Now that I am retired having been many years a magistrate with a long awareness of the declining freedoms enjoyed by the ordinary citizen and a corresponding fear of the big brother state`s ever increasing encroachment on civil liberties I hope that my personal observations within these general parameters will be of interest to those with an open mind. Having been blogging with this title for ten years whilst I was active I retain it now only as a literary device no longer actually using the term JP for any other purpose whatsoever.

Comments are usually moderated. However, I do not accept any legal responsibility for the content of any comment. If any comment seems submitted just to advertise a website it will not be published.

Friday, 14 August 2015


Professional people must jump hurdles of varying heights in order to be entrusted with the tasks and duties they have voluntarily offered to perform for those who directly or indirectly pay for or receive their advice and/or services. Only in the most heinous circumstances do those individuals receive the ultimate sanction for departing morally or professionally from their chosen path. Mass murderer Harold Shipman was a known drug addict and was supposedly rehabilitated and allowed to continue to practise as a physician. When it comes to members of the judiciary misbehaving, a casual onlooker might opine that the higher up the ladder of seniority the alleged “justice” is standing the greater the saturation of redness must appear on his hand before action is taken. 

Magistrates [and others] in my opinion operate within what is arguably the most politically correct organisation in the country……Her Majesty`s Courts and Tribunals  Service and under the auspices of the Ministry of Justice. The well known and accurate description; “justice must not only be done it must be seen to be done” is not merely a snappy phrase; it gives meaning to a necessary pillar of a free society.

Within the Judicial Conduct Investigations Office it seems there is no such consideration as “three strikes and you`re out”. It is sometimes  more a matter of slip up once however minor and out you go. It is questionable whether that philosophy operates amongst other professional supervisory bodies.Then pity or castigate John Harrison  ex J.P. on the Lancaster Bench who in 2010 was thrown out for nodding off whilst chairing an assault trial. It seems that judges, however, can fall asleep during a trial, admit such and continue on the bench. Such was the situation with His Honour Judge Michael Coombe [now deceased] who fell asleep during a robbery trial in 2002. Although convictions against the defendants were held at appeal in 2004 three of them had their sentences reduced. Interesting reports are available here and here. And his is not the only example. In 2001, Judge Gabriel Hutton was disciplined for falling asleep during a rape trial. In 1999, Judge Victor Hall was 'severely reprimanded' after he was convicted of drink-driving. There is more to read at Mail on line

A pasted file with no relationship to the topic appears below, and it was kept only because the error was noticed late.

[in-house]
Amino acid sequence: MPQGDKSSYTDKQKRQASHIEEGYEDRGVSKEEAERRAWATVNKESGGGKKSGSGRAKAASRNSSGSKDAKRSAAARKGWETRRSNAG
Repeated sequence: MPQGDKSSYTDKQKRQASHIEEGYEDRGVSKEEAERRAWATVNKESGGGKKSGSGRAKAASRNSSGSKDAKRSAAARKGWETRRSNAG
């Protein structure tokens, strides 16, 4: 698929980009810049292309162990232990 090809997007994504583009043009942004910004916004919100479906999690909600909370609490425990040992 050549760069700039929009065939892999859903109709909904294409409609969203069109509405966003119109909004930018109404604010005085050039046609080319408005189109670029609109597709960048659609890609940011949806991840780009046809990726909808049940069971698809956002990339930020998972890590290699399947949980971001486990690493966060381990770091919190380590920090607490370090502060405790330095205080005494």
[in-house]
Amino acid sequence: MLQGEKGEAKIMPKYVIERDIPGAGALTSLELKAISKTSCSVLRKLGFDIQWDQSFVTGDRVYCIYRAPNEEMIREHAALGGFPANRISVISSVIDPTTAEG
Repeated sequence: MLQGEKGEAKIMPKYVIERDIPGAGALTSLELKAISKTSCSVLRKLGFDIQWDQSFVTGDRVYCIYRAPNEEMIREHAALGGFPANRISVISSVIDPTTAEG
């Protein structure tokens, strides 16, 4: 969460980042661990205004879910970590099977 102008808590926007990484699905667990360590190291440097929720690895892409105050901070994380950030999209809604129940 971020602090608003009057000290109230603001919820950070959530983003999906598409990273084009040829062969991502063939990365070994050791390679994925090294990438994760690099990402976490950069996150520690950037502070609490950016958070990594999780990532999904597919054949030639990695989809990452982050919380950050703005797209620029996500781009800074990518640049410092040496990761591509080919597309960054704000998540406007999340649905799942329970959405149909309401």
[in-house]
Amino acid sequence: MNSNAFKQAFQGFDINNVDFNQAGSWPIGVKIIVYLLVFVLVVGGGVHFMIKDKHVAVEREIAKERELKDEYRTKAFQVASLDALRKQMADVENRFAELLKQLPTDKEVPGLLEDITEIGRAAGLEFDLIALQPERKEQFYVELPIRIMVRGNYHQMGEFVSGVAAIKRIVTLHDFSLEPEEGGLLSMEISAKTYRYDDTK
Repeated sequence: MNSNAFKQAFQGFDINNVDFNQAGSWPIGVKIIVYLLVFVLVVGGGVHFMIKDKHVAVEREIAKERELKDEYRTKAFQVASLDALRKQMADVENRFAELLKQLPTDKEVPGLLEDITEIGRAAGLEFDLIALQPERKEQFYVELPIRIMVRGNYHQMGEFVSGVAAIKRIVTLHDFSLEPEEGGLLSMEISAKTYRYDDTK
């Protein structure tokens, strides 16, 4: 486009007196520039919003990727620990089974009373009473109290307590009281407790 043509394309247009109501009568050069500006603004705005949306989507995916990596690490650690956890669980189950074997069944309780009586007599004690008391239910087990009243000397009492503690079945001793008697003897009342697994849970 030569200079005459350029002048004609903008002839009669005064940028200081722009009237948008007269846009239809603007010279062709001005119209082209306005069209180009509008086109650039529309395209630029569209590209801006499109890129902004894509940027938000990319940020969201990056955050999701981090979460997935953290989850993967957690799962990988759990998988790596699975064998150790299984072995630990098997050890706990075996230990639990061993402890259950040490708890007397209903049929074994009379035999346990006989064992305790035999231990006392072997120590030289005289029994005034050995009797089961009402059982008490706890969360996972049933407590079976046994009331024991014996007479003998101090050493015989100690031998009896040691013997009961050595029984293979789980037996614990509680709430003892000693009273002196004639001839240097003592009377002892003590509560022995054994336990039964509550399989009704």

It seems that the propensity to conceal judicial incompetence at the higher levels like all such attempts at cover up from Watergate onwards will lead to more revelations. Sleeping judges are a not uncommon consequence of advancing age, stuffy courtrooms and listening to sometimes boring people talking boring nonsense.

A more recent "caught napping on the job" report was that involving  Recorder Philip Cattan. He was reprimanded in February and lives to judge another day.  Whether the same benevolence is allowed to magistrate Gary Kirkley of Bury & Rochdale Bench remains to be seen; his case has not been finally adjudicated.

So for any former colleagues especially those sitting in afternoon sessions……….an inability to have time for more than a cup of tea and a sandwich as opposed to a three courser and wine as our senior colleagues at Crown Court can avail themselves is no cause for despair. The motto is there is usually no second chance; keep awake or be fired!

1 comment:

  1. In management circles it is well known that the spot immediately after lunch is known as 'the sleepy hour' and no self respecting manager would want to present his case to colleagues or senior managers if he could help it. If you are given this time slot it is not unknown for a presenter to begin by letting off a fire cracker or similar just to make sure he / she gets the audiences' attention. Anyone sitting on the bench in court should make sure the windows are open and the room temperature is reduced to avoid embarrassment.